Gorillas Facts, Ways for Life

Gorillas are ground-dwelling, predominantly herbivorous apes that inhabit the forests of central Sub-Saharan Africa. Gorilla species are sub-divided into two species: the eastern gorillas and the western gorillas which are critically endangered and either four or five subspecies.

They are the largest living primates on planet earth. Gorillas shares up to 95–99% with humans and they are the next closest living relatives to humans after the chimpanzees and bonobos.

Gorillas dominate the tropical or subtropical forests in Sub-Saharan Africa. Although their range covers a small percentage of Africa, gorillas cover a wide range of elevations. The mountain gorilla inhabits the Albertine Rift montane cloud forests of the Virunga Volcanoes, ranging in altitude from 2,200–4,300 metres (7,200–14,100 ft). Lowland gorillas live in dense forests and lowland swamps and marshes as low as sea level, with western lowland gorillas living in Central West African countries and eastern lowland gorillas living in the Democratic Republic of the Congo near its border with Rwanda.


Gorillas depend on natural habitat for survival – they feed on green plant parts (mountain Gorillas), while lowland gorillas feed on fruits.

The food range of the western gorillas is very broad: they eat about 200 plant species. They particularly like plants belonging to the ginger and arrowroot families. In contrast, the mountain gorillas in the Virunga Volcanoes eat only 38 different plant species, mainly Galium, thistles, celery and nettles.

An adult Grauer's gorilla male is estimated to eat 30 kg of plants every day, an adult female about 18 kg. To be able to process these masses of plant material, gorillas have very strong chewing muscles. Their teeth are much like human teeth, except for the very long, pointed canines of adult gorilla males. The males do not use those for feeding but for fighting against competing males. Gorillas also eat different insect species in different regions; there may even be traditions in prey choice.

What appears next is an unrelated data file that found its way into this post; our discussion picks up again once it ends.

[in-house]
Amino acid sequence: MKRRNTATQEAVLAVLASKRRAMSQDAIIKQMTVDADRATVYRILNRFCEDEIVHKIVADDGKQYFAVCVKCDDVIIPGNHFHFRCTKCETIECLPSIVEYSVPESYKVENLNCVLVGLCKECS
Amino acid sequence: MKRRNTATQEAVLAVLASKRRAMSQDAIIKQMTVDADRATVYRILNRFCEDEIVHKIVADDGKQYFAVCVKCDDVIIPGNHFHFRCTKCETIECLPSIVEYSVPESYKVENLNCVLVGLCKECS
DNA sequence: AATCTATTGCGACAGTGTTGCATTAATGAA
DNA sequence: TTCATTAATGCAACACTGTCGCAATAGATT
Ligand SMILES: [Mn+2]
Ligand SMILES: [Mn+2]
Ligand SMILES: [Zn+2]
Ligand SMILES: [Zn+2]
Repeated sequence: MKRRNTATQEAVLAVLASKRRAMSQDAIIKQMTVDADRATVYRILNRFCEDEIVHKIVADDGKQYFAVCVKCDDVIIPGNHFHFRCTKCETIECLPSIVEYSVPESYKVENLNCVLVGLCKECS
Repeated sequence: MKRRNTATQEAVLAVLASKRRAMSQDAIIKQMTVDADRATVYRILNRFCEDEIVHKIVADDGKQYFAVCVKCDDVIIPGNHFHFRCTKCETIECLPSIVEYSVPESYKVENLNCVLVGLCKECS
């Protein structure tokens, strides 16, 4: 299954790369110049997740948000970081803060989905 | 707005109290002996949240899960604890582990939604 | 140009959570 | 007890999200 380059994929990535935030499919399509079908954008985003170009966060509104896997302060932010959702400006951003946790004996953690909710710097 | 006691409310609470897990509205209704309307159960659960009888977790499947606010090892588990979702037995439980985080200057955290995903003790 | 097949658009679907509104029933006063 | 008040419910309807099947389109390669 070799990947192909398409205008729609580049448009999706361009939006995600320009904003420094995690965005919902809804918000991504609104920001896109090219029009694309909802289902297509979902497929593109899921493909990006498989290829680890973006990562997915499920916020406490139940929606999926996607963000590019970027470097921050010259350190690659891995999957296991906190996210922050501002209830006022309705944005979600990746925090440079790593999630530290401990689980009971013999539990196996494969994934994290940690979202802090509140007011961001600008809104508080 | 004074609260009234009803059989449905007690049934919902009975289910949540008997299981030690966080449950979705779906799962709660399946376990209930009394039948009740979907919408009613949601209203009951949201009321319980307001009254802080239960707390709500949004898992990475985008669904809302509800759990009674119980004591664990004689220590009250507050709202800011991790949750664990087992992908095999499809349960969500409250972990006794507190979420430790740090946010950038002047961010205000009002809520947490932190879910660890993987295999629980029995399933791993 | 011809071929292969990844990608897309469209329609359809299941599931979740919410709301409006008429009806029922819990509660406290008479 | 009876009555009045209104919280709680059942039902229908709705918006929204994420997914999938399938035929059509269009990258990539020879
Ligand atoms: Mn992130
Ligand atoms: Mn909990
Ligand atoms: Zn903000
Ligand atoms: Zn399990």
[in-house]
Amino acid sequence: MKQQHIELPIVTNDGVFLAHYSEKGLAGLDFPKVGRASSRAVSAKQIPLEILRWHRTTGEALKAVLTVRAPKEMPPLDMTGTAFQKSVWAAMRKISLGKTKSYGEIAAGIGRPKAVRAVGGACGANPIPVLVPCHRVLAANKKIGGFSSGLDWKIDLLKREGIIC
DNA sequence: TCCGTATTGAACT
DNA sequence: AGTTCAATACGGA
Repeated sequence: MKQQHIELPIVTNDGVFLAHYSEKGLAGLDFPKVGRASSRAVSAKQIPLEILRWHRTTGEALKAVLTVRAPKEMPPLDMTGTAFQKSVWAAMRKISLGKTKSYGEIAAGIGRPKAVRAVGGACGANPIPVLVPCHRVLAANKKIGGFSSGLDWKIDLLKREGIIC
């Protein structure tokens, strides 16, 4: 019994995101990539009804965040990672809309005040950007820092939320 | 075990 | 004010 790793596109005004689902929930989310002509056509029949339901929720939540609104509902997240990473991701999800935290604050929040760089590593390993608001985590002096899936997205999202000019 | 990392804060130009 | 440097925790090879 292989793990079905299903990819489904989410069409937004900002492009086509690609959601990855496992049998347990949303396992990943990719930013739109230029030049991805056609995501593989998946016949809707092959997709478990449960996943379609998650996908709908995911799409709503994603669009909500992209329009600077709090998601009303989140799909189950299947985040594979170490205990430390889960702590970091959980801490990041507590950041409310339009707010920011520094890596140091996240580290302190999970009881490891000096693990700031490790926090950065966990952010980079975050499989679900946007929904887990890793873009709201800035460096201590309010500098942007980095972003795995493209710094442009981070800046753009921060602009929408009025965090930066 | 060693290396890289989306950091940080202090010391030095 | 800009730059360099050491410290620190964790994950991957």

Gorillas spend the nights in the nests that they build every evening. Whether these nests are on the ground or in trees depends entirely on certain circumstances. Females and young male gorillas seem to prefer the trees, while the huge silverbacks hardly ever sleep in the trees.

It should be noted that, Gorillas sleep in every nest once that is why they build nests every day.

If the gorilla discovers an area on the ground that seems safe, they will pull the branches from bushes and plants into a tight area and hook them together to anchor the nest. Other smaller plants are usually attached and bent inwards to make rim for the nest just like tents.

The new nests are built every day, few feet from the old ones. In fact researchers who study gorillas and their behavior determine the population of gorillas by counting the nests. If you do Gorilla habituation in Uganda, you can meet Gorillas before waking up and leave their colonies in the evening as they leave for work.